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Healthcare costs for families top $25,000, triple the cost in 2001

 
 May 25, 2016 | Cara Livernois
 
 The costs of care for the average American family has more than tripled since 2001, surpassing $25,000 even as the rate of health cost increases slowed to a record low,  according to the Milliman Medical Index.

The cost of healthcare rose $1,155 over the last year, topping the charts at $25,826 for the typical family of four covered by an employer-sponsored “preferred provider plan,” and triple the $8,414 that it cost to provide healthcare for the same family in 2001. However, the percentage increase in the MMI is at its lowest rate since 2001 at 4.7 percent.

“We seem to be wrestling the curve down to sustainable levels,” wrote Chris Girod, co-author of the Milliman Medical Index. He also called topping the $25,000 mark in healthcare costs “a significant and somewhat unsettling milestone.”

The index analyzed health insurance premiums paid by both the employer and the employee, the actual amount spent for healthcare by the insurance plan and out of pocket costs for the insured family, and concluded that employers pay 57 percent of the total health costs, down from 61 percent in 2001.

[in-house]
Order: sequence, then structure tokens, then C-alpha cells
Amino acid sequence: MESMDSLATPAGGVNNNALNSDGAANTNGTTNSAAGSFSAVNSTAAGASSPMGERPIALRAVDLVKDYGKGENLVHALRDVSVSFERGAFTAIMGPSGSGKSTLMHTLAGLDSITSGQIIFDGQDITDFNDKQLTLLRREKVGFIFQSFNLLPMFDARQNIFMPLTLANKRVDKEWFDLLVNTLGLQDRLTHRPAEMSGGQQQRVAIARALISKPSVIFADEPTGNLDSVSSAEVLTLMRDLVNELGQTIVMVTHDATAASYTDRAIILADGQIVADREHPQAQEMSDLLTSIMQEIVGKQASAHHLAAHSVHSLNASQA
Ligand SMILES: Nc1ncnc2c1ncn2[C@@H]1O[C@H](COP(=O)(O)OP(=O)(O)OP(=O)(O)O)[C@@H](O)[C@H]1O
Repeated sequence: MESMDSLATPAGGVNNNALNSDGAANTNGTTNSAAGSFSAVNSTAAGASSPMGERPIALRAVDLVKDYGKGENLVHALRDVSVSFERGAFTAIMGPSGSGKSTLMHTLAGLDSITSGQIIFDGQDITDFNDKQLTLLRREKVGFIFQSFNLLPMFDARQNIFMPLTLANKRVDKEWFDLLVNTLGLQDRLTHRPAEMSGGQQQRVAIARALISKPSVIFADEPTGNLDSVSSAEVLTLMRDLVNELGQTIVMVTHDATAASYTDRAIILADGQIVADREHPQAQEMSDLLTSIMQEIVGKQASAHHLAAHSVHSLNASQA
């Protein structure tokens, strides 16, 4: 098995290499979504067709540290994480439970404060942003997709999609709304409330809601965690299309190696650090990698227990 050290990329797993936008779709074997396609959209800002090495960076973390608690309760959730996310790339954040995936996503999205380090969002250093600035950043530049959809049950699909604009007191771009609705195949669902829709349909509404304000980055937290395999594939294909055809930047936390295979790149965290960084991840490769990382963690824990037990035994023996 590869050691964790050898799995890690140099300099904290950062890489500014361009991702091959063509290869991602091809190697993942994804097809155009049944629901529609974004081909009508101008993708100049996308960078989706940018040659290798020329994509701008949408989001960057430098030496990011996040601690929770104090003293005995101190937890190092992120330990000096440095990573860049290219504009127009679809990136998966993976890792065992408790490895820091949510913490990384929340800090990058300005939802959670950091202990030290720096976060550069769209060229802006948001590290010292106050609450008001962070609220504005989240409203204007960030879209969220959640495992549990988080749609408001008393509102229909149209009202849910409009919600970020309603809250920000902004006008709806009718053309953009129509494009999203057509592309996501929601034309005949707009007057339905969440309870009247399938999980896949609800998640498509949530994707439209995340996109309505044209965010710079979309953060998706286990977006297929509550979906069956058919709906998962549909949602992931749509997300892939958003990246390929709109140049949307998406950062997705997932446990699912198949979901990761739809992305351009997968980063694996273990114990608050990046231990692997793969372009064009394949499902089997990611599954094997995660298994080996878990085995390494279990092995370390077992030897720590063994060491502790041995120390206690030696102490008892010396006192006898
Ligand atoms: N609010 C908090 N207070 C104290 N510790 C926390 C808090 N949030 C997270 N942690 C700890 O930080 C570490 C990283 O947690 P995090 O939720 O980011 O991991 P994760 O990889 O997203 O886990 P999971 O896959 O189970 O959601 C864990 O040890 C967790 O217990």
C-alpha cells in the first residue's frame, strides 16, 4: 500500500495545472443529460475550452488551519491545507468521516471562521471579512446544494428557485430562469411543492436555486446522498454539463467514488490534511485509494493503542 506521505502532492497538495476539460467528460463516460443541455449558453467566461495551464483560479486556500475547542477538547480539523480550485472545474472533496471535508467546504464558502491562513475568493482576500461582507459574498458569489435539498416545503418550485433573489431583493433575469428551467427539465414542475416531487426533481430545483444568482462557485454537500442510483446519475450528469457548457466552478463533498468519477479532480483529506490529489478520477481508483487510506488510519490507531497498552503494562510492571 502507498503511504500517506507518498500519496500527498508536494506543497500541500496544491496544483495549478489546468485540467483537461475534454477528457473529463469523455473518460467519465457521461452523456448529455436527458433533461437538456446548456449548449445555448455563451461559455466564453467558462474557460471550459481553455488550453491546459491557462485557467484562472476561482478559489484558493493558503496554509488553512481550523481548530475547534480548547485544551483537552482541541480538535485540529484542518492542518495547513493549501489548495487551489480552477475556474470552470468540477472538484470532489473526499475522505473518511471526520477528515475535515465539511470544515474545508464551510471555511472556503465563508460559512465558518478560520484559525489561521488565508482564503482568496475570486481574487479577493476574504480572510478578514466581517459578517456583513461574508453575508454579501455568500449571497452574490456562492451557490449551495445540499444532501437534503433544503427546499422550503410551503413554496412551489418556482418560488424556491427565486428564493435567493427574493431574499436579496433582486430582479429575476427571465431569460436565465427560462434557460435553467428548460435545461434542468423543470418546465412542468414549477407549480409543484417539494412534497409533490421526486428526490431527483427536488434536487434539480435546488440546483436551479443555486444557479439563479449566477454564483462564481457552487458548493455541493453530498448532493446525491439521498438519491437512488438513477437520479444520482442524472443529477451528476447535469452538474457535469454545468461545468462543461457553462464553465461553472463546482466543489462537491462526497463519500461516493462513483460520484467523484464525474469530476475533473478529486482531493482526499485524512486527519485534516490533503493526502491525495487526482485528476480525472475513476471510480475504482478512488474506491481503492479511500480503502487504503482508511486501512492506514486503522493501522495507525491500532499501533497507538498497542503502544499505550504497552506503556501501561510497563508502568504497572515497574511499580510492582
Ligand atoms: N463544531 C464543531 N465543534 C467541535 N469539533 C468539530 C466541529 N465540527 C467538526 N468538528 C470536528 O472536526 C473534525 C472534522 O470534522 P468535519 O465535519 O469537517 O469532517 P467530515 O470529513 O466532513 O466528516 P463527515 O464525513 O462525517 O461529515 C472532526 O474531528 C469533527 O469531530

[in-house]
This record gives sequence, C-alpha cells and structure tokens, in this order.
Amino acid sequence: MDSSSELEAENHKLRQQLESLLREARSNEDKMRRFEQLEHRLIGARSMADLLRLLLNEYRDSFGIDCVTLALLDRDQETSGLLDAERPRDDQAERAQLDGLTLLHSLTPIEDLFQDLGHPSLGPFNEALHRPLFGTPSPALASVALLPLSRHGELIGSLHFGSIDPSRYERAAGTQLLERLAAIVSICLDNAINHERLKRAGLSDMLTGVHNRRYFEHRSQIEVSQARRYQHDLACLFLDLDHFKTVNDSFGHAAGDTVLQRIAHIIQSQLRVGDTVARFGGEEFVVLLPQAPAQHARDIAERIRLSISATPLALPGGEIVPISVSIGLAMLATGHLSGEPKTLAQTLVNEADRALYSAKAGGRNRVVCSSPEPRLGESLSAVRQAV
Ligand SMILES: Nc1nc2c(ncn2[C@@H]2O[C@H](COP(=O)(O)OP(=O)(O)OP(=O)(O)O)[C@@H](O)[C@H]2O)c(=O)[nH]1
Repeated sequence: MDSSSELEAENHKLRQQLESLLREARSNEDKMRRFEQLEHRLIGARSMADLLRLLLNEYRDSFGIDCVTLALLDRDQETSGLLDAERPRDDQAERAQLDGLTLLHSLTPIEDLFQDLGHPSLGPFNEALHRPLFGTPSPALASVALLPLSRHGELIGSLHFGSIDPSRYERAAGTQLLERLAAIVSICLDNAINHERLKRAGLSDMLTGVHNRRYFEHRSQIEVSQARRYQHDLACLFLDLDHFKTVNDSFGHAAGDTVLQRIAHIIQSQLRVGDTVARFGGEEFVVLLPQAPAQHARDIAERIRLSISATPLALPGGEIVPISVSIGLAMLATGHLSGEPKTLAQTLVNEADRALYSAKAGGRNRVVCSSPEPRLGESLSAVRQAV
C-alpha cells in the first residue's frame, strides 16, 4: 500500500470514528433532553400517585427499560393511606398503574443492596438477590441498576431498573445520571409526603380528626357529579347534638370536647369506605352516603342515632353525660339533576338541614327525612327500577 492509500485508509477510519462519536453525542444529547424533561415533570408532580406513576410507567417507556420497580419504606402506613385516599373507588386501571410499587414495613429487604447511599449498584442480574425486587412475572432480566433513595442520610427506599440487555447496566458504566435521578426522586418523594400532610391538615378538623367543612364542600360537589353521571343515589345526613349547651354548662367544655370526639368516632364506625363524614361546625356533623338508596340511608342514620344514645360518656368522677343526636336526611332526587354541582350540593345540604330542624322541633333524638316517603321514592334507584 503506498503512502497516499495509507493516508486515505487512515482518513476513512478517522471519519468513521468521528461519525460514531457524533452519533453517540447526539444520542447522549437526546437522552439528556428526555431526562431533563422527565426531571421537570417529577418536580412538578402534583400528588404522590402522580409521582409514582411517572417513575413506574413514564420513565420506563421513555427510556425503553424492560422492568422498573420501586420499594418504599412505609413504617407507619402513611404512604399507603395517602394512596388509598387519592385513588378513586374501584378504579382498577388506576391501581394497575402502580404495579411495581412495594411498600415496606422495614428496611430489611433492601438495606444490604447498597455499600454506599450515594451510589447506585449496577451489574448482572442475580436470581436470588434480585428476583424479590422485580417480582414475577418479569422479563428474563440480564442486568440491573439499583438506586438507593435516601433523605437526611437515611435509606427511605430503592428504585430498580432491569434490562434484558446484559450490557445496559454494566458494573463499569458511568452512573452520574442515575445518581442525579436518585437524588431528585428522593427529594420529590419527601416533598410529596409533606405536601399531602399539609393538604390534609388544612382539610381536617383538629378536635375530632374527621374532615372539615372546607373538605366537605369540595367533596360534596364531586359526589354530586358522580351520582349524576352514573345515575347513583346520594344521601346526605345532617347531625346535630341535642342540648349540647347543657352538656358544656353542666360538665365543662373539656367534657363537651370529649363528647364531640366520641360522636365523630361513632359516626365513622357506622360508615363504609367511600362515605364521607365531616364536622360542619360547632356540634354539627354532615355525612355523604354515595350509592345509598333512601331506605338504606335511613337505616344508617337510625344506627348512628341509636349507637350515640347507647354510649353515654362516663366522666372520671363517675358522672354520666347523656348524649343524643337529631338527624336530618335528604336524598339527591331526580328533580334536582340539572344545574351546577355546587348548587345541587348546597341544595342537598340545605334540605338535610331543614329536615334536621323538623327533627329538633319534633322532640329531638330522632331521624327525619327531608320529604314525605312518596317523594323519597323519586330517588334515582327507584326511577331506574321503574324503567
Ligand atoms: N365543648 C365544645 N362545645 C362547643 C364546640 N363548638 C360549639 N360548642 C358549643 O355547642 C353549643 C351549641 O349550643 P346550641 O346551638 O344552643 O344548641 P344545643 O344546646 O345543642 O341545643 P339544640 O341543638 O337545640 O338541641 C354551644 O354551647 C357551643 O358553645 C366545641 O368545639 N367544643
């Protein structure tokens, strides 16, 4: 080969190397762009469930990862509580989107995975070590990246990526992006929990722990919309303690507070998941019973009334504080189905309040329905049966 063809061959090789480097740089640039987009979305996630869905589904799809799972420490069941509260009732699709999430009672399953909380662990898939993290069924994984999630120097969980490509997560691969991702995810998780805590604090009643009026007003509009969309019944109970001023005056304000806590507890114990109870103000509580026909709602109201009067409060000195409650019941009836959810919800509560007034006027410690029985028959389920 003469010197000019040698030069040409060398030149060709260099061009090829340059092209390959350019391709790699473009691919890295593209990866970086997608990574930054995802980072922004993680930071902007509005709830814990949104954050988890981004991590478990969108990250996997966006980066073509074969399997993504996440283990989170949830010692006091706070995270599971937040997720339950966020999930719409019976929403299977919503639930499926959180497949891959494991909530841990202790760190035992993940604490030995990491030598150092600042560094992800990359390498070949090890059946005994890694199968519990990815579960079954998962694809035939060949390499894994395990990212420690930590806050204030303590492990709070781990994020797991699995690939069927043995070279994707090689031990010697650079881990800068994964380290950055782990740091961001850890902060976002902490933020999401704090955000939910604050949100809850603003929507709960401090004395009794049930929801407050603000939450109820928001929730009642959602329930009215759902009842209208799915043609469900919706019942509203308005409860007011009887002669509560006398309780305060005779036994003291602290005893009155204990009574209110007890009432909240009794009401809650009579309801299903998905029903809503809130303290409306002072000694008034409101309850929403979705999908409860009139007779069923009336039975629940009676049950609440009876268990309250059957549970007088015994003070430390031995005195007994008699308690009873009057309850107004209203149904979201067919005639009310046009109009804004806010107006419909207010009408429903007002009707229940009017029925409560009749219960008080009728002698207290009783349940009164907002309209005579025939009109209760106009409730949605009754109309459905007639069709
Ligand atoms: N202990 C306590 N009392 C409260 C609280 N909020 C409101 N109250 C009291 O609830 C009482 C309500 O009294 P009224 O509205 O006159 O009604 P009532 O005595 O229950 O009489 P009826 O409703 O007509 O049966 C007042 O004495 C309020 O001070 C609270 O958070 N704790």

Employer-sponsored health insurance coverage is the biggest source of health coverage in the United States, with 155 million employees and their family members covered through job-based plans. 77 million people are covered by Medicaid and another 57 million are covered by Medicare. Another 12 million people are covered by private, individual health plans sold on government-run Obamacare exchanges, several million others are covered by individual plans sold outside of the exchanges

People are paying more for prescription drugs, in fact the rate makes up for 17 percent of total healthcare spending and reached a total of $4,270 per family, which is four times as much as the $1,111 spent in 2001.

“Many people wonder how costs can be so high, especially if they only visit the doctor for preventative visits and occasional routine care,” writes Girod and colleagues. Adding that “the disconnect” may be partly due to the fact that about 80 percent of healthcare costs come from just 20 percent of the population.

The Affordable Care Act was also brought up as a possible factor for the increased rates, but was found not to have impacted the increase. Scott Weltz, another co-author of the index,  said “we really haven’t seen much of an impact here, it’s not clear whether Obamacare played a role in the slowing of the rate of cost increases in the past five years or so that has been observed.”

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